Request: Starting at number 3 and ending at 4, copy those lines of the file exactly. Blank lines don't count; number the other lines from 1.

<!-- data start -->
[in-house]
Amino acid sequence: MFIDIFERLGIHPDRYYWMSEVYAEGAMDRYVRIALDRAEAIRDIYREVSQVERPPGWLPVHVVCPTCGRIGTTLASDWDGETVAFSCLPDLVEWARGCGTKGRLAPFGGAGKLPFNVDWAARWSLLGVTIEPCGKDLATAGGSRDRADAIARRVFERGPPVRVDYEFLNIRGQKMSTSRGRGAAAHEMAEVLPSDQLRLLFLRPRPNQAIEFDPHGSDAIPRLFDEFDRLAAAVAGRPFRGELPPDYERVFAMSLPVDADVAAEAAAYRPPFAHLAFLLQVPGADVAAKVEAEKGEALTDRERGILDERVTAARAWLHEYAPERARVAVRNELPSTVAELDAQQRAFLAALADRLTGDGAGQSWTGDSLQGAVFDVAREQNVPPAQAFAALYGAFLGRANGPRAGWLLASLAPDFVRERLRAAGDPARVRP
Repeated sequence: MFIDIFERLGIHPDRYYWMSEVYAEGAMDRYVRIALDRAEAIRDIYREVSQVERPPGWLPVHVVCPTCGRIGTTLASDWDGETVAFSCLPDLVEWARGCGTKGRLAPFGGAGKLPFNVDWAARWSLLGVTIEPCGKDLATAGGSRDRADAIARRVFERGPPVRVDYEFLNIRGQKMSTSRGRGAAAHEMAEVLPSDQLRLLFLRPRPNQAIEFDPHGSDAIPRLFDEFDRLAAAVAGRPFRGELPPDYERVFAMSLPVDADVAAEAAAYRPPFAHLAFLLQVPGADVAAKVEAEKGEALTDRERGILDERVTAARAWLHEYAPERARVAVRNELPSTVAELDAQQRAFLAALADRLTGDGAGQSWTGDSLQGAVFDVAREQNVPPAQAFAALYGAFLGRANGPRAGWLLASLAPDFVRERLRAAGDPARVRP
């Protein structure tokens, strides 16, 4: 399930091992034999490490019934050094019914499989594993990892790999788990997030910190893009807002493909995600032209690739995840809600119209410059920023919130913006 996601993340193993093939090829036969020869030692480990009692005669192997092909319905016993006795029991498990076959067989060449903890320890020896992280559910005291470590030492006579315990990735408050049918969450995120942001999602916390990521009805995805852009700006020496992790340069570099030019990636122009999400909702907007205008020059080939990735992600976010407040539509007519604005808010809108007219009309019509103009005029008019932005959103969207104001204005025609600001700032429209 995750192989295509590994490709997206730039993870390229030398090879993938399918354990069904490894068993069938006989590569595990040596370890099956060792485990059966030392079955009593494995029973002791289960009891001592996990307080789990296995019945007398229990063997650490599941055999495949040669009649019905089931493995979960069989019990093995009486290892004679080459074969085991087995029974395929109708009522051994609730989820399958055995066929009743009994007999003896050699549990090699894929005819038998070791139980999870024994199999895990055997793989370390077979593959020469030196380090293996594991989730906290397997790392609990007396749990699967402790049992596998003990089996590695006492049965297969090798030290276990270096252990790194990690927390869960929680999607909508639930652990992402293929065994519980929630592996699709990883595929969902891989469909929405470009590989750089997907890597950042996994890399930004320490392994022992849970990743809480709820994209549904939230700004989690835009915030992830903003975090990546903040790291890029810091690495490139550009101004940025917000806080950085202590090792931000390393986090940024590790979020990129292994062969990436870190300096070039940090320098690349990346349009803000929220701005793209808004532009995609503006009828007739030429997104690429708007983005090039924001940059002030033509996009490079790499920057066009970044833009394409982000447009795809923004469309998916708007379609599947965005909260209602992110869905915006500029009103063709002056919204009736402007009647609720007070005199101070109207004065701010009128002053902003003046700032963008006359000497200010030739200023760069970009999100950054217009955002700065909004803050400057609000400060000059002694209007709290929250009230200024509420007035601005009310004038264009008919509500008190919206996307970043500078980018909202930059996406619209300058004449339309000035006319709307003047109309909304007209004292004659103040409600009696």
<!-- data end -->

Repeated sequence: MFIDIFERLGIHPDRYYWMSEVYAEGAMDRYVRIALDRAEAIRDIYREVSQVERPPGWLPVHVVCPTCGRIGTTLASDWDGETVAFSCLPDLVEWARGCGTKGRLAPFGGAGKLPFNVDWAARWSLLGVTIEPCGKDLATAGGSRDRADAIARRVFERGPPVRVDYEFLNIRGQKMSTSRGRGAAAHEMAEVLPSDQLRLLFLRPRPNQAIEFDPHGSDAIPRLFDEFDRLAAAVAGRPFRGELPPDYERVFAMSLPVDADVAAEAAAYRPPFAHLAFLLQVPGADVAAKVEAEKGEALTDRERGILDERVTAARAWLHEYAPERARVAVRNELPSTVAELDAQQRAFLAALADRLTGDGAGQSWTGDSLQGAVFDVAREQNVPPAQAFAALYGAFLGRANGPRAGWLLASLAPDFVRERLRAAGDPARVRP
């Protein structure tokens, strides 16, 4: 399930091992034999490490019934050094019914499989594993990892790999788990997030910190893009807002493909995600032209690739995840809600119209410059920023919130913006 996601993340193993093939090829036969020869030692480990009692005669192997092909319905016993006795029991498990076959067989060449903890320890020896992280559910005291470590030492006579315990990735408050049918969450995120942001999602916390990521009805995805852009700006020496992790340069570099030019990636122009999400909702907007205008020059080939990735992600976010407040539509007519604005808010809108007219009309019509103009005029008019932005959103969207104001204005025609600001700032429209 995750192989295509590994490709997206730039993870390229030398090879993938399918354990069904490894068993069938006989590569595990040596370890099956060792485990059966030392079955009593494995029973002791289960009891001592996990307080789990296995019945007398229990063997650490599941055999495949040669009649019905089931493995979960069989019990093995009486290892004679080459074969085991087995029974395929109708009522051994609730989820399958055995066929009743009994007999003896050699549990090699894929005819038998070791139980999870024994199999895990055997793989370390077979593959020469030196380090293996594991989730906290397997790392609990007396749990699967402790049992596998003990089996590695006492049965297969090798030290276990270096252990790194990690927390869960929680999607909508639930652990992402293929065994519980929630592996699709990883595929969902891989469909929405470009590989750089997907890597950042996994890399930004320490392994022992849970990743809480709820994209549904939230700004989690835009915030992830903003975090990546903040790291890029810091690495490139550009101004940025917000806080950085202590090792931000390393986090940024590790979020990129292994062969990436870190300096070039940090320098690349990346349009803000929220701005793209808004532009995609503006009828007739030429997104690429708007983005090039924001940059002030033509996009490079790499920057066009970044833009394409982000447009795809923004469309998916708007379609599947965005909260209602992110869905915006500029009103063709002056919204009736402007009647609720007070005199101070109207004065701010009128002053902003003046700032963008006359000497200010030739200023760069970009999100950054217009955002700065909004803050400057609000400060000059002694209007709290929250009230200024509420007035601005009310004038264009008919509500008190919206996307970043500078980018909202930059996406619209300058004449339309000035006319709307003047109309909304007209004292004659103040409600009696």